Putting up pictures or quotes of your favourite people in the world is a great way to do this. They’re like friendly ghosts, pushing you forward.

Teach yourself.

Curiosity might have killed the cat, but it also cured polio. Keep your eyes open for anything worth Googling. Whenever in doubt, Google. Google your dreams, your nightmares, your problems and absolutely any random thought on your mind. It’s sure to either give the right answers or lead you to better questions.

Write it down.

If you’re in the hunt for ideas, there are two things you’ll need to carry with you all the time: a pen and paper.

If you see something worth remembering, chances are you’ll forget it in the next twenty four hours. The difference between a genius and a normal person is that when a genius comes across something cool, she notes it down.

See something worth your attention?

Steal it.

It is better to take what doesn’t belong to you than to let it lie around neglected. -Mark Twain

Sorry this post is a bit short. Next week will be better, I promise!

What do you want to see next? Any ideas on your mind? Leave a comment below!

A Guide to Surviving Freshman Year of High School

-From a high school freshman.

You’re not running a Fortune 500 company.

So stop acting like you have the world’s weight on your shoulders. These 4 years of high school do look extremely daunting. I feel it. And I’ve been in 9th grade for a week. But trust me: don’t stress. We’re gonna get through it unscathed. But:

These 4 years are gonna matter a lot.

So spend every waking, breathing moment either working hard, feeling great or being nice to others. These should be your top three priorities. Get in your best hustle game. Make the best and closest friends who lift your spirits up. Smile!

Notes.

Words simply cannot describe how important taking good notes are. Organized, neat and simple notes will become your best friends in these 4 years. So treat them write. Here are links to up your note-taking game:

Rihanna:*work, work, work, work, work, work*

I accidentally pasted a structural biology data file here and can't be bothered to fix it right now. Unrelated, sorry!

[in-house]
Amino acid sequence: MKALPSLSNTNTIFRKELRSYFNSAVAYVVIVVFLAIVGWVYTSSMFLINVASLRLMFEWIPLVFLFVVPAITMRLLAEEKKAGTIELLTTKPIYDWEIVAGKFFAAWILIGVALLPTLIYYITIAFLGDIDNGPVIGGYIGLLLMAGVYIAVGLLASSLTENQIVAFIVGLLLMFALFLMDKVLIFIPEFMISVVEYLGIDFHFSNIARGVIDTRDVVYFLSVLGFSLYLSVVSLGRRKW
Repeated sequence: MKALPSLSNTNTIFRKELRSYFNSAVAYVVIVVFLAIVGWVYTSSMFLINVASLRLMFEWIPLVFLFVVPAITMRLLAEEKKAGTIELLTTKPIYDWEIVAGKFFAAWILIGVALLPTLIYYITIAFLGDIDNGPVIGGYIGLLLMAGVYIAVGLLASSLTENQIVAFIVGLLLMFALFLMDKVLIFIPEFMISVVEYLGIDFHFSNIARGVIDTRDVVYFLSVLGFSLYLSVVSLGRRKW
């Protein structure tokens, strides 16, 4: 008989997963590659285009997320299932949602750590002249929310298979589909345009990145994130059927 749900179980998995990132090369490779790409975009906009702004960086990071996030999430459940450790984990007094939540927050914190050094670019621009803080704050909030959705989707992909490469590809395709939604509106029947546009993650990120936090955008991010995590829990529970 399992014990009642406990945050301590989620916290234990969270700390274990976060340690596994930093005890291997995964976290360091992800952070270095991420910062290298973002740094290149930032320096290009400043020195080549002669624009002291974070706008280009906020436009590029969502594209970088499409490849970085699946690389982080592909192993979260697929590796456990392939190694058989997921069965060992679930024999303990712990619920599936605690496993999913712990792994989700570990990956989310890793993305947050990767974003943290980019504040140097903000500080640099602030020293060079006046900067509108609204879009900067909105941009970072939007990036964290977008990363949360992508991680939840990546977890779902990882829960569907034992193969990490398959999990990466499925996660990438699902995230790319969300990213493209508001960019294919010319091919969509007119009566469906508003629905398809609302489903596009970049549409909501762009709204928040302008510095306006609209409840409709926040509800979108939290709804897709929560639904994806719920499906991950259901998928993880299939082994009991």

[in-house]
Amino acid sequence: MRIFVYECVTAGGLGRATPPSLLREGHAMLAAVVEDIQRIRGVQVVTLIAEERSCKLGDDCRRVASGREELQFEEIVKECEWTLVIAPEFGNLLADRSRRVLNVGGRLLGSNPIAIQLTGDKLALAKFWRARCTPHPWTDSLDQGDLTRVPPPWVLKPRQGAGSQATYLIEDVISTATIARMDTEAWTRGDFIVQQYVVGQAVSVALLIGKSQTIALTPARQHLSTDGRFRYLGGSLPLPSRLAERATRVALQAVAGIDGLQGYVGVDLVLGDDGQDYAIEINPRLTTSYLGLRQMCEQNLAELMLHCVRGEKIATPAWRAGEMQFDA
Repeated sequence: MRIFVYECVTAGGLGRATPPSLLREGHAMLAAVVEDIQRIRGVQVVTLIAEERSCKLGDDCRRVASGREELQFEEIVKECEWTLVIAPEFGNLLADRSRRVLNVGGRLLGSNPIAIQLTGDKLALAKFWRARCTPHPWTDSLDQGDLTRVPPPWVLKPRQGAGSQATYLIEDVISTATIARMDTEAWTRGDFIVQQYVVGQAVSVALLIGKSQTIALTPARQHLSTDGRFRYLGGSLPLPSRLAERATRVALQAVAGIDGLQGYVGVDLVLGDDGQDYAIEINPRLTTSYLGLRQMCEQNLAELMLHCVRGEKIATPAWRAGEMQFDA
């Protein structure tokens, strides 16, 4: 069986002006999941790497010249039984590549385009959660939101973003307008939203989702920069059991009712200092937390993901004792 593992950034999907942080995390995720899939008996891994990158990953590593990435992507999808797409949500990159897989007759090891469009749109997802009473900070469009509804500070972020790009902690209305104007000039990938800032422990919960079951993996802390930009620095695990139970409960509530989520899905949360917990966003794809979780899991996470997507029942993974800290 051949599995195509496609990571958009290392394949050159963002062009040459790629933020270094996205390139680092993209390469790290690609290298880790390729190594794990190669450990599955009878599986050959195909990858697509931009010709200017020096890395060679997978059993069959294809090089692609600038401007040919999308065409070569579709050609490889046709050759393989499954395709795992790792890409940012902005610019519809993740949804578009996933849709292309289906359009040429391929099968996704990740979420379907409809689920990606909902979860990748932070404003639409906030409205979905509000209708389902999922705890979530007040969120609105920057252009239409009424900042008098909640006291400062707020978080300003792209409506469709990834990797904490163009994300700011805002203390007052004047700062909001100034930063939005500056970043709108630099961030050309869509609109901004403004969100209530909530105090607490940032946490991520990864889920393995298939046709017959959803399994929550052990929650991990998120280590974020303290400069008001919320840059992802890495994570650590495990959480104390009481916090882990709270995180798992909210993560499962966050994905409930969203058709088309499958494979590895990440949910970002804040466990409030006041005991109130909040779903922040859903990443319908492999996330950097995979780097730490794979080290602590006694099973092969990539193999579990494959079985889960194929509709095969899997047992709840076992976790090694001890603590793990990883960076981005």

Work ethic is gonna become key if you want to ace every one of your tests. It’s also very subjective. So experiment with different methods of studying, different locations, and create a timetable that lets you slay all your work and also leaves you energy to do other things. And do this in the first week of your new year. Once you come up with a plan, commit to it.

Do more than just textbook studies.

I know. Don’t virtually curse me. I know there’s also a truckload of stuff to do in our textbooks. But for the sake of your individuality, please don’t restrict yourself to the information in your textbooks. The world is bigger than your wildest imagination of it. Don’t live in a bubble. Expose yourself to as many new, wild, crazy, truly innovative things as possible. Google absolutely everything you see. Learn to play a musical instrument. Learn Calculus, Laws of Thermodynamics, Coding, World History or a new language. Experiment with your strengths and weaknesses. But please, don’t close yourself in a bubble of fear and call it comfort.

You are going to do absolutely amazing in your first year of high school. For sure. Trust me.

I just got in.

High school is neither a democracy nor a dictatorship – nor, contrary to popular belief, an anarchic state. High school is a divine-right monarchy.
― John Green, Paper Towns

P.S. What’s your best advice for high school? Leave your advice in the comments. They might just help me out:)

Why do we study?

via Daily Prompt: Study

If you’re anything like a typical 21st-century kid, you study for one of the following reasons:

  1. you have to (you’re a student)
  2. your parents make you
  3. you just absolutely love studying

And if you fall into the third category, then you and I can be besties (yay!) and while away time discussing the benefits and side effects of studying. The benefits would be that not only do we increase our focus and mental capacity, but we also develop the habit of wanting to know stuff. The only major side effect of this would be that we don’t pay attention to anything which doesn’t stimulate our brains in a stunning manner (I’m looking at you, family dinners).

The main reason we study is for educational purposes. You want to get into Harvard and invent something dope, you’ll have to study. You want to know how the brain works, you’ll have to study about it. You want to change the world, you’ll have to study about how the world functions.

But the most important reason is really to outsmart the lies in the present society. In our world today, almost everyone is constantly trying to mess things up. Men and women are being beaten. Shit on. Kids are shamed. This is the new age holocaust. 24 hours a day, for the rest of our lives, ‘the powers that be’ are dumbing us to DEATH. So, to defend ourselves and fight against assimilating this process into our brains, we must learn to study and read. to stimulate our own imagination. To cultivate our own consciousness. Our own beliefs.

We need to study to defend and preserve our own minds.

No matter how busy you may think you are, you must find time for reading, or surrender yourself to self-chosen ignorance.
― Atwood H. Townsend